Why does the Azusa Street Revival matter so much today?

Azusa Street revival

I hear that the modern Pentecostal movement has lost sight of its roots. The Azusa Street Mission in Los Angeles was not the perfect storm that many think of it today. It was full of people just like you and me: people with problems that trusted in the power of the Holy Spirit. I believe it is impossible to have a serious look at Pentecostalism without an understanding of the Azusa Street revival that broke things wide open.

The Los Angeles Times wrote about the meetings saying that people of all classes, races, and backgrounds were found in the services. In one article, it talked about “Big Negros looking for a fight and little fairies dressed in dainty chiffon.” This was the environment that the modern Pentecostal really got started. (I realize this is up for debate because of the Topeka Outpouring)


The portrait of the Azusa Street Revival is important to understand. It is possible that we can find the solution to many of the problems facing the modern Pentecostal movement by a hard look at what started it all at 312 Azusa Street. They didn’t have multi-million facilities nor private jets. They were mostly poor people that had encountered the Holy Spirit and took the great commission seriously.

How Azusa Street really happened

A lot of people do not know the backdrop of the revival. It did not start there or even in California. It actually started in Topeka, Kansas. Charles Fox Parham ran this school and in 1901, the first modern Pentecostal revival started. They would head to Kansas City down through parts of Kansas on their way to Houston.

It was in Houston that the future leader of the Azusa Street revival came into contact with the already going movement of Pentecostals. He had his own encounter in Indiana and Ohio. He wanted to learn more about the Holy Spirit but being black in the early 1900’s, that was not possible. He would sit outside the window of the classes where he would overhear the services. (There remains a question if this was due to Jim Crow laws or Parham’s own racism)


He would get asked to come to Los Angeles and pastor a holiness church. He was told by Parham to not go. The question must be asked if William Seymour had remained in Houston, would the revival happened there or would have Charles Fox Parham demanded the attention on himself.

After being kicked out of the church he came to pastor over preaching on the Holy Spirit, he was left homeless. A family had pity on him until he could figure out what is next. It was here that the revival started on Bonnie Brae. After the number exploded, they moved to the empty building on Azusa Street.

One thing that I find interesting about the start of the revival is that was started by a homeless man and the site is home today to Skid Row, the largest area of homeless people in the United States.

It was a national revival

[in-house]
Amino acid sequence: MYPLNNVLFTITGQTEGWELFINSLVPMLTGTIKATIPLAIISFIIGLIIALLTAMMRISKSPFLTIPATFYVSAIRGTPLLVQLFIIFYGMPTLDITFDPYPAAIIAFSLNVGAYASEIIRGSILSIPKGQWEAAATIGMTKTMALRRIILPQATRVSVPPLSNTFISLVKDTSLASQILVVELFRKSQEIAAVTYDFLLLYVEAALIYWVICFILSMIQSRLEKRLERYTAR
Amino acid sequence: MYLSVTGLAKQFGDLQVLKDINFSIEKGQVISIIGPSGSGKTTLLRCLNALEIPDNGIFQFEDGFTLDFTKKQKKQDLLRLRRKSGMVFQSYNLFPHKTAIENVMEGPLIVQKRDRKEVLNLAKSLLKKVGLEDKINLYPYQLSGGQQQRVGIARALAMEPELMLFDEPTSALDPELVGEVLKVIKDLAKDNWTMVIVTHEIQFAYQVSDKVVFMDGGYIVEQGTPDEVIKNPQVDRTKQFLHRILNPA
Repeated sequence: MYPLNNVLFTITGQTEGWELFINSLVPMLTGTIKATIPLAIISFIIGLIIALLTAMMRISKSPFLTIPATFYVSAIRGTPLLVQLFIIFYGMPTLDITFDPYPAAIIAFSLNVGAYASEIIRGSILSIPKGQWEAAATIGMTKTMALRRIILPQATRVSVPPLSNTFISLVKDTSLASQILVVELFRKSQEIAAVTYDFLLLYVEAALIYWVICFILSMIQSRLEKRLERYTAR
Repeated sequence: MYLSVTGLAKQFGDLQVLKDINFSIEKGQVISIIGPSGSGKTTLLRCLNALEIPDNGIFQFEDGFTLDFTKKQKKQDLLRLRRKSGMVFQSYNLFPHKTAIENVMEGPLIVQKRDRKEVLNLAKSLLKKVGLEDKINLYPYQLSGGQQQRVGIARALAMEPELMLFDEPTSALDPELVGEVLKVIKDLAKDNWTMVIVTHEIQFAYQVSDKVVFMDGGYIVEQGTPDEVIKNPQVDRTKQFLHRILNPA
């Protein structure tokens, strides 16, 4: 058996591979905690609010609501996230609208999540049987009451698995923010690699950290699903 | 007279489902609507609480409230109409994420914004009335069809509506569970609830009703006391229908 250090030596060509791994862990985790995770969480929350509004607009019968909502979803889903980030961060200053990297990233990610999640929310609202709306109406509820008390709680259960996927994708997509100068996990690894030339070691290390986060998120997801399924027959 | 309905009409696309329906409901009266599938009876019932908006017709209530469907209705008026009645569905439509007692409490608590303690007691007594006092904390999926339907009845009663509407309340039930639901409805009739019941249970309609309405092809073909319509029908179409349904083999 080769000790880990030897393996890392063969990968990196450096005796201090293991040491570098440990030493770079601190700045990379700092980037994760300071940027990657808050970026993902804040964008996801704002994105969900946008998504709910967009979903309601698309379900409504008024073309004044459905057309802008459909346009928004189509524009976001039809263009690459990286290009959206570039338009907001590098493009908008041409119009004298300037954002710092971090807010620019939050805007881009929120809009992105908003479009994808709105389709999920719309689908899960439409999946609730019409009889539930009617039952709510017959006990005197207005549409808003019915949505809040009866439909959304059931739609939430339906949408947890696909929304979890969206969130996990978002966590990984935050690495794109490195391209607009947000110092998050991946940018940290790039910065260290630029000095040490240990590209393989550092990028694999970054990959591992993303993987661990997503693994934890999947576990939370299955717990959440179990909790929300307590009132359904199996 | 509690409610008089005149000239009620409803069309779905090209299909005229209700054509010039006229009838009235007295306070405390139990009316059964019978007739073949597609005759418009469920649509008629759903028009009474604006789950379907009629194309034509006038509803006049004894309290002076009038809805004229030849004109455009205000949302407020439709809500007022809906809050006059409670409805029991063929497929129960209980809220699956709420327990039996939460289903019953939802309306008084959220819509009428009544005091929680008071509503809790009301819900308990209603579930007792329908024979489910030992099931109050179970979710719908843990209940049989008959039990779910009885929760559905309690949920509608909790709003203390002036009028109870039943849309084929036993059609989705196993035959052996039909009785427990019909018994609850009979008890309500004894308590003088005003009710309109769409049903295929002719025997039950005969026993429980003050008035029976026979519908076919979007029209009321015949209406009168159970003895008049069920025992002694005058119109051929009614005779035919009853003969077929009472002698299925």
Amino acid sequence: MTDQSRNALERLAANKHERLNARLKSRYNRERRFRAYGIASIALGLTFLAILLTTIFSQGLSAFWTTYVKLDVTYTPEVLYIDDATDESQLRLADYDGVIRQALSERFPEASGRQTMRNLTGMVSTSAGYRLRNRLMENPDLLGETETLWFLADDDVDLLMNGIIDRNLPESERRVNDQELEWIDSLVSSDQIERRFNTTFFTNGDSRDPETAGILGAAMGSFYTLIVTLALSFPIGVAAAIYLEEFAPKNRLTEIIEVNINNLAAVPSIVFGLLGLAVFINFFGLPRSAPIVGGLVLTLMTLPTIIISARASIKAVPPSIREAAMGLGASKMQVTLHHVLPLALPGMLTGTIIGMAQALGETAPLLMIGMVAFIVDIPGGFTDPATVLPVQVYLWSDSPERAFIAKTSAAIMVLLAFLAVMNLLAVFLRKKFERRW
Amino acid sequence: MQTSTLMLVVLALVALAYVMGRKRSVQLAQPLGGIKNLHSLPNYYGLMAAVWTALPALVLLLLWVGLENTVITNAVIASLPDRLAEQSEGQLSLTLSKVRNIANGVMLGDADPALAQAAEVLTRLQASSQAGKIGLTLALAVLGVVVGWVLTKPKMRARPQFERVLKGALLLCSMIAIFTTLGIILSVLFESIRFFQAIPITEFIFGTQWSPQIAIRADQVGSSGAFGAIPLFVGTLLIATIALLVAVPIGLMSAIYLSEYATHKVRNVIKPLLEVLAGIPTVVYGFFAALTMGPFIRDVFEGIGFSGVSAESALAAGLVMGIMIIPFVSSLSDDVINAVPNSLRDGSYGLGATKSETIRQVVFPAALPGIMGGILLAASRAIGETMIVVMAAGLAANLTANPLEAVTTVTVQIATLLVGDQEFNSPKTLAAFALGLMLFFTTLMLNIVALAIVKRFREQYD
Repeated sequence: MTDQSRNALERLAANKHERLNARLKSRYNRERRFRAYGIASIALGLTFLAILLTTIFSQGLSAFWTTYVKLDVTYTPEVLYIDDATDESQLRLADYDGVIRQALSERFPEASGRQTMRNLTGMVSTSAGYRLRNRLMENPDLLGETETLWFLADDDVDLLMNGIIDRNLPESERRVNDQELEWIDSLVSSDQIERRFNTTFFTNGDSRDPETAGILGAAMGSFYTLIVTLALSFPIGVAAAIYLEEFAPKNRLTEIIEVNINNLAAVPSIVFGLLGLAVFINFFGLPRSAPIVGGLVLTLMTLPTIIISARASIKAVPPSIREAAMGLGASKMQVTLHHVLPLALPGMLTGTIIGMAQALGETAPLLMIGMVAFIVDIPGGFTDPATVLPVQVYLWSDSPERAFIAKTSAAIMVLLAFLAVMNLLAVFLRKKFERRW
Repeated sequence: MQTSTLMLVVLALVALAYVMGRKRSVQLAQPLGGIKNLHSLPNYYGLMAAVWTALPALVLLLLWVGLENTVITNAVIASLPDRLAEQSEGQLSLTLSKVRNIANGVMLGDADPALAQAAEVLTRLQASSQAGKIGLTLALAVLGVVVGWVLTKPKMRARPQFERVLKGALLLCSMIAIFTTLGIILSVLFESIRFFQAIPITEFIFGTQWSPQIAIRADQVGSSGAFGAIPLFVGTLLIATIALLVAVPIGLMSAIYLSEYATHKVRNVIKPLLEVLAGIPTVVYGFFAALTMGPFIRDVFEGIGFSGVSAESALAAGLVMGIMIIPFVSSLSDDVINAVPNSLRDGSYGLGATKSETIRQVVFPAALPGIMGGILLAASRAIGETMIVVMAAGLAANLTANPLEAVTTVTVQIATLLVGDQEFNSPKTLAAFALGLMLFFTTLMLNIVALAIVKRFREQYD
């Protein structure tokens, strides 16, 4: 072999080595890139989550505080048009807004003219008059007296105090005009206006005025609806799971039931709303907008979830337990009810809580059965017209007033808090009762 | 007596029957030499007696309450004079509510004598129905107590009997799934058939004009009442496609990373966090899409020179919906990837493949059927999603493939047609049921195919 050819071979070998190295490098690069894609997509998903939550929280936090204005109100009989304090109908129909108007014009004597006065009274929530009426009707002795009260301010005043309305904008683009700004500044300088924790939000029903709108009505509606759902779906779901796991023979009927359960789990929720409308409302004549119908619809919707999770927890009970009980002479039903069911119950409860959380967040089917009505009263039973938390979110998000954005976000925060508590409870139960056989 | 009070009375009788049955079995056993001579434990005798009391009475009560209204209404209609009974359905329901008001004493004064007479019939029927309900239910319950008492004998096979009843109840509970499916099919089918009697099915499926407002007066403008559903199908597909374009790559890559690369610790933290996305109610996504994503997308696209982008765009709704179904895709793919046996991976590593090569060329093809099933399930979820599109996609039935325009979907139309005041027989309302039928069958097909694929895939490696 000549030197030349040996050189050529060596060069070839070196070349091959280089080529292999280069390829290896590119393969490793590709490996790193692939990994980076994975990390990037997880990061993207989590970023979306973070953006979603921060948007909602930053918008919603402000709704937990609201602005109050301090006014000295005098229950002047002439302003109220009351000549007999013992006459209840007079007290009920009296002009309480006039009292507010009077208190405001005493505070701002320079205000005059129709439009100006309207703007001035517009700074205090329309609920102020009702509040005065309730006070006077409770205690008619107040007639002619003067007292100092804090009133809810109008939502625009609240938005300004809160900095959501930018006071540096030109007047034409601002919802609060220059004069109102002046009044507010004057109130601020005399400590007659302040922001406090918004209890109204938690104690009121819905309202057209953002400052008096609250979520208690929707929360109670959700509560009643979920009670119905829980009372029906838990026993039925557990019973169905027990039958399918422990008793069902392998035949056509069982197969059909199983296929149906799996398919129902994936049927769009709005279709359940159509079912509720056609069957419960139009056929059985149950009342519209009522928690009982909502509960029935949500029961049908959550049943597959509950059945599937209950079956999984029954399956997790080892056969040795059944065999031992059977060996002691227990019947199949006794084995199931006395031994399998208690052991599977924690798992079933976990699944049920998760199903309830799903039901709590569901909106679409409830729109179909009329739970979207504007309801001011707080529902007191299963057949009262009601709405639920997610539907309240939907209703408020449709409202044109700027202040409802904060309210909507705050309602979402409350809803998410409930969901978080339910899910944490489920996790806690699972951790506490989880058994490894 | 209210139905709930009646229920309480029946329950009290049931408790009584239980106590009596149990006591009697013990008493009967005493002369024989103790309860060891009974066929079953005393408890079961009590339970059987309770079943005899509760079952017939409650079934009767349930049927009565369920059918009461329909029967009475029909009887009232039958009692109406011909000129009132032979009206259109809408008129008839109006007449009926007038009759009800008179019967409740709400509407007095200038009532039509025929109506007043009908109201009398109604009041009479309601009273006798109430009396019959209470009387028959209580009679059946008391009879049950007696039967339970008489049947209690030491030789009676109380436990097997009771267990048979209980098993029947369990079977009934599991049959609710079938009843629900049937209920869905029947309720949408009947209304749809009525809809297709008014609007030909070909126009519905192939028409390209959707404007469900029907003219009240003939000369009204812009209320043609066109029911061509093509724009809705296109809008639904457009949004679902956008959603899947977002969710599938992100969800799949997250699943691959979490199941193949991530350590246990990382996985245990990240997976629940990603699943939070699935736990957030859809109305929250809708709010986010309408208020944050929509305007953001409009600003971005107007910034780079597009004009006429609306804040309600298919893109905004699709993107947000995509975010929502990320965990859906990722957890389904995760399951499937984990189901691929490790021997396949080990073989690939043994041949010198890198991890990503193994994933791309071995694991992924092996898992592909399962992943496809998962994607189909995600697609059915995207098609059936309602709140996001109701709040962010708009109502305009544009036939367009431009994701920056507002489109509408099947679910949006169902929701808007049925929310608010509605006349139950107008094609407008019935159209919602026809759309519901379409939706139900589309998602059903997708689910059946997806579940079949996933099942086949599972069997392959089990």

It is true that the Azusa Street Mission was home for hundreds of believers, but it is also true that there was thousands who just came for the “watering hole.” It was very common to have people from all over the country in the meetings. This was uncommon for people to travel for revival meetings in 1906. The country was not connected in real time and just a quick flight away.

Much like the renewals and revivals of the 1990’s, people came in quest of impartation. Some of them walked away with a fresh baptism and vision for the harvest to take back home. An example of this would the founder of the Church of God in Christ, Charles H, Mason. Others would come just to see the odd meetings and would leave with only entertainment.


Then, you had the people who traveled to Los Angeles just to cast stones at the movement. They would tell the people how “dangerous” the direction of the revival was and even calling William Seymour a false prophet. What interest me about this groups of people they had been praying for revival when the revival came. They rejected the move of God they prayed for because they did not like how it looked.

One thing we do know is everyone that walked into the Azusa Street Mission left changed. No one walked in and out the same. The critics would become more critical and the faithful would draw closer to the Spirit.

prayer meeting

Recovering the fire of Azusa Street

In the decades since the revival, the Pentecostal church has lost it complete dependency on the Holy Spirit. It has been replaced with systems and courses. Many churches has become liberal as they went down the roads of seeker sensitivity and being purpose driven. Today, few Pentecostal churches look anything like the revival at Azusa Street.

We live in a time where praying in tongues is discouraged, not encouraged. Intercession is pushed to a side room and Pentecostal preachers refer to the Baptism of the Holy Spirit as merely “being touched by God.” There is no question if the leaders in Los Angeles of a century ago would roll in their graves at what is common place in many churches.


The need for a rediscovery of it is critical. It is the hope of Azusa Report that pastors across America will study about the revival that started it all for us and use it as a measuring stick against their own ministries. I firmly believe that many will find what they are doing to be lacking.

While there may not be a “well to be redug,” the truth of what made the revival happen and spread is still the same for this generation. The names and locations may change but the mandate from Heaven to be about God’s business does not.

The question that I will leave you with this: How much about the Azusa Street revival and Azusa Street Mission do you really know?

 

 

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